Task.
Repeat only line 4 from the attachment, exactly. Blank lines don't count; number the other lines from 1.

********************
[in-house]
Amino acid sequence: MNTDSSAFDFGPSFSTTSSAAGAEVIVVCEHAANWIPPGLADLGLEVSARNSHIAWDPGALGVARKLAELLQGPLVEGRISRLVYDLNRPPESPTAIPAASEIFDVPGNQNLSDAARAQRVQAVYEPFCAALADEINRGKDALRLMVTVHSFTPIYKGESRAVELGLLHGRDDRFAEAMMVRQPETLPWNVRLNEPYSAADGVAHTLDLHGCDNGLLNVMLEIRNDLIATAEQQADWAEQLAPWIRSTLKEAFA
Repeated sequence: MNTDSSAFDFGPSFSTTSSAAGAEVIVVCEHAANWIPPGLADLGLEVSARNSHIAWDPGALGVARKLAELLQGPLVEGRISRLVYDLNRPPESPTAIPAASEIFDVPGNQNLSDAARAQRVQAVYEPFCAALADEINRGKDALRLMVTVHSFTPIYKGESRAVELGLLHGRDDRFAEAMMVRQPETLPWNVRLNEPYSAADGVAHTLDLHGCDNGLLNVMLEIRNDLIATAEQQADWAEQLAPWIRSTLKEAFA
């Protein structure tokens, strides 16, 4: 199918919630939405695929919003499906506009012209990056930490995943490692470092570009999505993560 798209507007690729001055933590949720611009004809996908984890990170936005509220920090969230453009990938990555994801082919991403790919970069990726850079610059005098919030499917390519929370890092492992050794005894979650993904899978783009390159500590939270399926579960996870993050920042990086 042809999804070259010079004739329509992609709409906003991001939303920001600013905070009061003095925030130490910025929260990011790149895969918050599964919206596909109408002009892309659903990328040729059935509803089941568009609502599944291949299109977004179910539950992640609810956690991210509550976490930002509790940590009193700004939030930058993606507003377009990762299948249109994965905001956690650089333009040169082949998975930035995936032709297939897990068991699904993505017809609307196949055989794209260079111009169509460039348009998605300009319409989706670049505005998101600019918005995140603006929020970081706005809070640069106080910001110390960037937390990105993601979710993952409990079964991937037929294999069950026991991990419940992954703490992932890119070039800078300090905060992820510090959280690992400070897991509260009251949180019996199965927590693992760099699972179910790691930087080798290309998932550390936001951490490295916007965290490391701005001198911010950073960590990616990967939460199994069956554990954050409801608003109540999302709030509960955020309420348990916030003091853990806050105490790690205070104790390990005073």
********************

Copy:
């Protein structure tokens, strides 16, 4: 199918919630939405695929919003499906506009012209990056930490995943490692470092570009999505993560 798209507007690729001055933590949720611009004809996908984890990170936005509220920090969230453009990938990555994801082919991403790919970069990726850079610059005098919030499917390519929370890092492992050794005894979650993904899978783009390159500590939270399926579960996870993050920042990086 042809999804070259010079004739329509992609709409906003991001939303920001600013905070009061003095925030130490910025929260990011790149895969918050599964919206596909109408002009892309659903990328040729059935509803089941568009609502599944291949299109977004179910539950992640609810956690991210509550976490930002509790940590009193700004939030930058993606507003377009990762299948249109994965905001956690650089333009040169082949998975930035995936032709297939897990068991699904993505017809609307196949055989794209260079111009169509460039348009998605300009319409989706670049505005998101600019918005995140603006929020970081706005809070640069106080910001110390960037937390990105993601979710993952409990079964991937037929294999069950026991991990419940992954703490992932890119070039800078300090905060992820510090959280690992400070897991509260009251949180019996199965927590693992760099699972179910790691930087080798290309998932550390936001951490490295916007965290490391701005001198911010950073960590990616990967939460199994069956554990954050409801608003109540999302709030509960955020309420348990916030003091853990806050105490790690205070104790390990005073």